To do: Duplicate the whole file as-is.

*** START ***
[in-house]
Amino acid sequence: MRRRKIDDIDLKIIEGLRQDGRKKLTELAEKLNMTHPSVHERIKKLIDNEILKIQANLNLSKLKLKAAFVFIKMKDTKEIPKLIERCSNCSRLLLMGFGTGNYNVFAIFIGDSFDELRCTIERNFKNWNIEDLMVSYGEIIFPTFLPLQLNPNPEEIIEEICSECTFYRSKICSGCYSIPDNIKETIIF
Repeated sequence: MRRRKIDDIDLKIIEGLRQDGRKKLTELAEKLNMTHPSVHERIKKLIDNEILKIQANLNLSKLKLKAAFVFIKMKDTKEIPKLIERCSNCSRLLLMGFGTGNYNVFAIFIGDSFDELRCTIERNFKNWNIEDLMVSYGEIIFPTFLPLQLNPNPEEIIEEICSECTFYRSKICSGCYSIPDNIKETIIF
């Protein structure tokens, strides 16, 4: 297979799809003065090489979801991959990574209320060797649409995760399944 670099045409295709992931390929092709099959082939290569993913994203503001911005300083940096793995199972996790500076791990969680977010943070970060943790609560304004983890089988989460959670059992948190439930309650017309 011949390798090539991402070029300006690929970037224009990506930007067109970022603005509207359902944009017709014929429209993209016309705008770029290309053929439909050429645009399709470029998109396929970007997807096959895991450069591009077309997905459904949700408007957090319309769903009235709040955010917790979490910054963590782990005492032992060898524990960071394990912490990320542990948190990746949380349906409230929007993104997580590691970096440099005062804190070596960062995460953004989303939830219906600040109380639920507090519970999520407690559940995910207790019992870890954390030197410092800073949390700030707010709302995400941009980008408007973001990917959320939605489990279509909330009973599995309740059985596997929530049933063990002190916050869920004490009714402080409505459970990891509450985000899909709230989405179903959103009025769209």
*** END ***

[in-house]
Amino acid sequence: MRRRKIDDIDLKIIEGLRQDGRKKLTELAEKLNMTHPSVHERIKKLIDNEILKIQANLNLSKLKLKAAFVFIKMKDTKEIPKLIERCSNCSRLLLMGFGTGNYNVFAIFIGDSFDELRCTIERNFKNWNIEDLMVSYGEIIFPTFLPLQLNPNPEEIIEEICSECTFYRSKICSGCYSIPDNIKETIIF
Repeated sequence: MRRRKIDDIDLKIIEGLRQDGRKKLTELAEKLNMTHPSVHERIKKLIDNEILKIQANLNLSKLKLKAAFVFIKMKDTKEIPKLIERCSNCSRLLLMGFGTGNYNVFAIFIGDSFDELRCTIERNFKNWNIEDLMVSYGEIIFPTFLPLQLNPNPEEIIEEICSECTFYRSKICSGCYSIPDNIKETIIF
């Protein structure tokens, strides 16, 4: 297979799809003065090489979801991959990574209320060797649409995760399944 670099045409295709992931390929092709099959082939290569993913994203503001911005300083940096793995199972996790500076791990969680977010943070970060943790609560304004983890089988989460959670059992948190439930309650017309 011949390798090539991402070029300006690929970037224009990506930007067109970022603005509207359902944009017709014929429209993209016309705008770029290309053929439909050429645009399709470029998109396929970007997807096959895991450069591009077309997905459904949700408007957090319309769903009235709040955010917790979490910054963590782990005492032992060898524990960071394990912490990320542990948190990746949380349906409230929007993104997580590691970096440099005062804190070596960062995460953004989303939830219906600040109380639920507090519970999520407690559940995910207790019992870890954390030197410092800073949390700030707010709302995400941009980008408007973001990917959320939605489990279509909330009973599995309740059985596997929530049933063990002190916050869920004490009714402080409505459970990891509450985000899909709230989405179903959103009025769209």